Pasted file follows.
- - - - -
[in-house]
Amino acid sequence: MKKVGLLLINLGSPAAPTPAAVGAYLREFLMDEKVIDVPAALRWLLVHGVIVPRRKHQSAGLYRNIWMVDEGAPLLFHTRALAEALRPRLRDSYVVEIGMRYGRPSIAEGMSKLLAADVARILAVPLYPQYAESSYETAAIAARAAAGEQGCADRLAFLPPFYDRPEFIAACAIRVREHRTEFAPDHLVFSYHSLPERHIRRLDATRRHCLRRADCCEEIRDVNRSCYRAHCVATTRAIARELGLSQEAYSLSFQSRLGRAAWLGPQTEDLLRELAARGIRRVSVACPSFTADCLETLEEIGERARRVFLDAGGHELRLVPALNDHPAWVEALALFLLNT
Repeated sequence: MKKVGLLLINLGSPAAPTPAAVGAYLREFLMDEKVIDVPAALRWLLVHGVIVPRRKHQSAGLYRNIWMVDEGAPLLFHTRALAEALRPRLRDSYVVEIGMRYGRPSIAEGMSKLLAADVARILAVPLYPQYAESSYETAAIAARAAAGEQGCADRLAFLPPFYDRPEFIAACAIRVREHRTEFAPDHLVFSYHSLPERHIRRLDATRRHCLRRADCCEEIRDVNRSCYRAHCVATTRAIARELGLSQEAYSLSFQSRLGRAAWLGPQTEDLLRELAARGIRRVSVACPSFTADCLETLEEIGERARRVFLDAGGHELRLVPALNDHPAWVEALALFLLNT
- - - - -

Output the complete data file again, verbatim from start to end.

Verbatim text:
[in-house]
Amino acid sequence: MKKVGLLLINLGSPAAPTPAAVGAYLREFLMDEKVIDVPAALRWLLVHGVIVPRRKHQSAGLYRNIWMVDEGAPLLFHTRALAEALRPRLRDSYVVEIGMRYGRPSIAEGMSKLLAADVARILAVPLYPQYAESSYETAAIAARAAAGEQGCADRLAFLPPFYDRPEFIAACAIRVREHRTEFAPDHLVFSYHSLPERHIRRLDATRRHCLRRADCCEEIRDVNRSCYRAHCVATTRAIARELGLSQEAYSLSFQSRLGRAAWLGPQTEDLLRELAARGIRRVSVACPSFTADCLETLEEIGERARRVFLDAGGHELRLVPALNDHPAWVEALALFLLNT
Repeated sequence: MKKVGLLLINLGSPAAPTPAAVGAYLREFLMDEKVIDVPAALRWLLVHGVIVPRRKHQSAGLYRNIWMVDEGAPLLFHTRALAEALRPRLRDSYVVEIGMRYGRPSIAEGMSKLLAADVARILAVPLYPQYAESSYETAAIAARAAAGEQGCADRLAFLPPFYDRPEFIAACAIRVREHRTEFAPDHLVFSYHSLPERHIRRLDATRRHCLRRADCCEEIRDVNRSCYRAHCVATTRAIARELGLSQEAYSLSFQSRLGRAAWLGPQTEDLLRELAARGIRRVSVACPSFTADCLETLEEIGERARRVFLDAGGHELRLVPALNDHPAWVEALALFLLNT